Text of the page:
All beings fear before danger, life is dear to all.
― The Buddha
If a mad dog is chasing you, you run away.
When you cut your finger, it heals up by itself.
The DNA molecule has the fundamental property that it reproduces itself.
All living beings are genetically constructed and operated, and therefore, all living
beings experience a pressure to reproduce.
In order to reproduce, they need to survive: therefore, they experience a pressure
In order to survive, they need to thrive: therefore, they experience a biological
pressure to thrive ― to stay fit, strong, healthy, and feeling good. If they did
not do this, they would soon get ill (or eaten) and die.
These are basic, direct consequences of evolution and natural selection within a
competitive environment. They are so obvious that we tend to overlook them in everyday
These connected needs: to thrive, survive and reproduce, are the primary pressures
faced by all life on earth.
Taken together, and for the want of something better, I have named this “the Healing
How did the Healing Principle become so strong?
The process in nature by which, according to Darwin's theory of evolution, organisms
that are better adapted to their environment tend to survive longer and transmit
more of their genetic characteristics to succeeding generations than do those that
are less well adapted.
After life started on Earth, the Healing Principle would quickly have become stronger
and stronger within successive generations of living things, because those that most
sought to preserve their health and survival would have out-lived and therefore out-reproduced
the others. Through the process of accumulation of positive traits, the adaptation
we can call the Healing Principle would soon have become a fierce, primary, universal
It is an inevitable consequence of natural selection and evolution with competition.
Because natural selection is relative to those around us, one of the aims of all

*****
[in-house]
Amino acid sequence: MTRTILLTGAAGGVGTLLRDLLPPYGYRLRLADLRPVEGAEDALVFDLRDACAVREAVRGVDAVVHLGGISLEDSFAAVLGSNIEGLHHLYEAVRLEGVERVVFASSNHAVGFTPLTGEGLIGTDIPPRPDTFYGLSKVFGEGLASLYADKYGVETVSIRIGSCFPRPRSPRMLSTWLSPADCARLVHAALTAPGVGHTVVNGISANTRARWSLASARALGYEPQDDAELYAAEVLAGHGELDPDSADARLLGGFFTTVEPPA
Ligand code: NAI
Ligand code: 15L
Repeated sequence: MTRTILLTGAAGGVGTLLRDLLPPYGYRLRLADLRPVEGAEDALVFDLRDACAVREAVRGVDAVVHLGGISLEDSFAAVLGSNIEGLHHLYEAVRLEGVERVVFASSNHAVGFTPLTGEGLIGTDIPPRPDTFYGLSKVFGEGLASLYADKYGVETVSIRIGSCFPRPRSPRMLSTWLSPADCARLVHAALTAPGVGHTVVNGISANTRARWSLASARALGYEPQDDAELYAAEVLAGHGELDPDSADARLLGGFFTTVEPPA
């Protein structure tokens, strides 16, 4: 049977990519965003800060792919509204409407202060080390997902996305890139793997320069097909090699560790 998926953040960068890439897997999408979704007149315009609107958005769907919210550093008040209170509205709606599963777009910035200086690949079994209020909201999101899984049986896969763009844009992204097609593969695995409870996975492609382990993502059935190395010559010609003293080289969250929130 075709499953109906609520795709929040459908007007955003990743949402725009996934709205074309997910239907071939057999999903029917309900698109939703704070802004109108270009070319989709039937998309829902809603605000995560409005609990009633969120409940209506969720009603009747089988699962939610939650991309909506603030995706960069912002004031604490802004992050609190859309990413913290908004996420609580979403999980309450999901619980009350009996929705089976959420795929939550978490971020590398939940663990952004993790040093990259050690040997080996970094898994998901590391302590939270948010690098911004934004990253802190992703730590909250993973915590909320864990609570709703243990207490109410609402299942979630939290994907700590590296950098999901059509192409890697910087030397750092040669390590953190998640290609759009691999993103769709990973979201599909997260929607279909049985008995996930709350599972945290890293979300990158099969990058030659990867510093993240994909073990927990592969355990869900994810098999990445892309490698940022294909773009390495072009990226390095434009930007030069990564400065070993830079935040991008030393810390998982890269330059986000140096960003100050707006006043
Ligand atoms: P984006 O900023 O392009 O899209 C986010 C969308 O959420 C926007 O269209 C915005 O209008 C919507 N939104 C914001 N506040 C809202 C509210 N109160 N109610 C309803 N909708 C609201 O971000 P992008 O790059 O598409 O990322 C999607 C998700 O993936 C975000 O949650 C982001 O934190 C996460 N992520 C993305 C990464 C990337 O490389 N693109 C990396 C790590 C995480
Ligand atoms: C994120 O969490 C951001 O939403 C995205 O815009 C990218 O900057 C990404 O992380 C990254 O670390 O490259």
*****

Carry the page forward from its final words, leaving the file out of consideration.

living things is to out-thrive, out-survive and ultimately out-reproduce the competition.
The Healing Principle and feeling good
Thriving is indicated by feeling good – if we thrive, we feel good. But in a process
called motivational autonomy (Decety 2011), some traits can come loose from their
evolutionary origins to become used in other contexts. An example is parental care
in mammals, which is now available as empathic concern to be used in any social context.
Hence, animals have “pleasure circuits” in their brains that can be stimulated by
other means than thriving, surviving and reproducing. We seek to feel good in its
Inclusive fitness – the promotion of “me”, “mine” and “ours”
Fitness is defined here as thriving: how strong and healthy an organism is, within
a particular environment. Inclusive fitness is defined as the fitness of the individual
and of the individual’s genetic relatives. In a wider sense, it can include the
fitness of the individual’s friends and allies (i.e. those who help the individual).
If we accept that the biological pressure to thrive is one of the primary values
in human morality (the other being cooperation), then we must recognise that this
pressure originates and operates within each individual for the benefit of that individual
The situation dictates what actions would best accomplish and support a particular
set of values.
Human morality has evolved as an adaptation aimed at thriving, surviving and reproducing.
The human ecological niche is uniquely difficult to survive in, compared with those